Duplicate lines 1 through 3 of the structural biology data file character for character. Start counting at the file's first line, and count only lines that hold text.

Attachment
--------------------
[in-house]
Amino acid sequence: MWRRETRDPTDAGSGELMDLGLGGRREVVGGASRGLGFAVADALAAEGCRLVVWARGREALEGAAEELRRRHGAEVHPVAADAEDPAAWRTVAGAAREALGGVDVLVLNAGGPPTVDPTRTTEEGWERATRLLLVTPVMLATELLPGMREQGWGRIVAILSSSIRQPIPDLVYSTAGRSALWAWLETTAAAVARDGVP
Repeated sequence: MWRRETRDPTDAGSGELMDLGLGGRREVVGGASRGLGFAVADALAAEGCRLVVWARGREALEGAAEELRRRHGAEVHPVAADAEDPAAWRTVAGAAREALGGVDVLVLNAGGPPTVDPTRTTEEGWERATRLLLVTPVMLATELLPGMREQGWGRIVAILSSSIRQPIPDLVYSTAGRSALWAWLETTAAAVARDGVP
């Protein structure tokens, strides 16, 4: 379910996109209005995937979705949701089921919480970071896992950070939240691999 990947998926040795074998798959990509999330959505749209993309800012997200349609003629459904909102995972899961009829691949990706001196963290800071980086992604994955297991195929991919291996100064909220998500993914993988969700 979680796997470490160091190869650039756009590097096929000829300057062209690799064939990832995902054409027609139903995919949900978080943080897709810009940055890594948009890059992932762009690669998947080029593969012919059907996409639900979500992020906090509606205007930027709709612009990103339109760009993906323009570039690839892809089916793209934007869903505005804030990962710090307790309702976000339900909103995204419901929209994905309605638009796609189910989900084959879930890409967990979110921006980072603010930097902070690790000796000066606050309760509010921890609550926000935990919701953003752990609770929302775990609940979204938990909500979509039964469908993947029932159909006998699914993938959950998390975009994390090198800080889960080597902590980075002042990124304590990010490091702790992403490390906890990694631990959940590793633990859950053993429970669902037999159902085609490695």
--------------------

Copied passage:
[in-house]
Amino acid sequence: MWRRETRDPTDAGSGELMDLGLGGRREVVGGASRGLGFAVADALAAEGCRLVVWARGREALEGAAEELRRRHGAEVHPVAADAEDPAAWRTVAGAAREALGGVDVLVLNAGGPPTVDPTRTTEEGWERATRLLLVTPVMLATELLPGMREQGWGRIVAILSSSIRQPIPDLVYSTAGRSALWAWLETTAAAVARDGVP
Repeated sequence: MWRRETRDPTDAGSGELMDLGLGGRREVVGGASRGLGFAVADALAAEGCRLVVWARGREALEGAAEELRRRHGAEVHPVAADAEDPAAWRTVAGAAREALGGVDVLVLNAGGPPTVDPTRTTEEGWERATRLLLVTPVMLATELLPGMREQGWGRIVAILSSSIRQPIPDLVYSTAGRSALWAWLETTAAAVARDGVP